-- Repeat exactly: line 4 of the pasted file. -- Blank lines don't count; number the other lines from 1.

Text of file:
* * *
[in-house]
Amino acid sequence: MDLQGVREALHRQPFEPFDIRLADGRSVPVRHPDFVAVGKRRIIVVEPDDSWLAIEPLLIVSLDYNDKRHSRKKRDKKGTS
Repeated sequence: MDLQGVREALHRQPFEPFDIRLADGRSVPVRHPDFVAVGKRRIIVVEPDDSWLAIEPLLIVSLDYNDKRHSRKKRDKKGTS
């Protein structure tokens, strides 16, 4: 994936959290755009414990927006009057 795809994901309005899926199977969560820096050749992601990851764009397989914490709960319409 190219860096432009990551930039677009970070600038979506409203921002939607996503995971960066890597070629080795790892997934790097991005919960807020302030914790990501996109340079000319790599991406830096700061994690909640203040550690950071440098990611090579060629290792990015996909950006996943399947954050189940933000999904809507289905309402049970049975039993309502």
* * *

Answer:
């Protein structure tokens, strides 16, 4: 994936959290755009414990927006009057 795809994901309005899926199977969560820096050749992601990851764009397989914490709960319409 190219860096432009990551930039677009970070600038979506409203921002939607996503995971960066890597070629080795790892997934790097991005919960807020302030914790990501996109340079000319790599991406830096700061994690909640203040550690950071440098990611090579060629290792990015996909950006996943399947954050189940933000999904809507289905309402049970049975039993309502």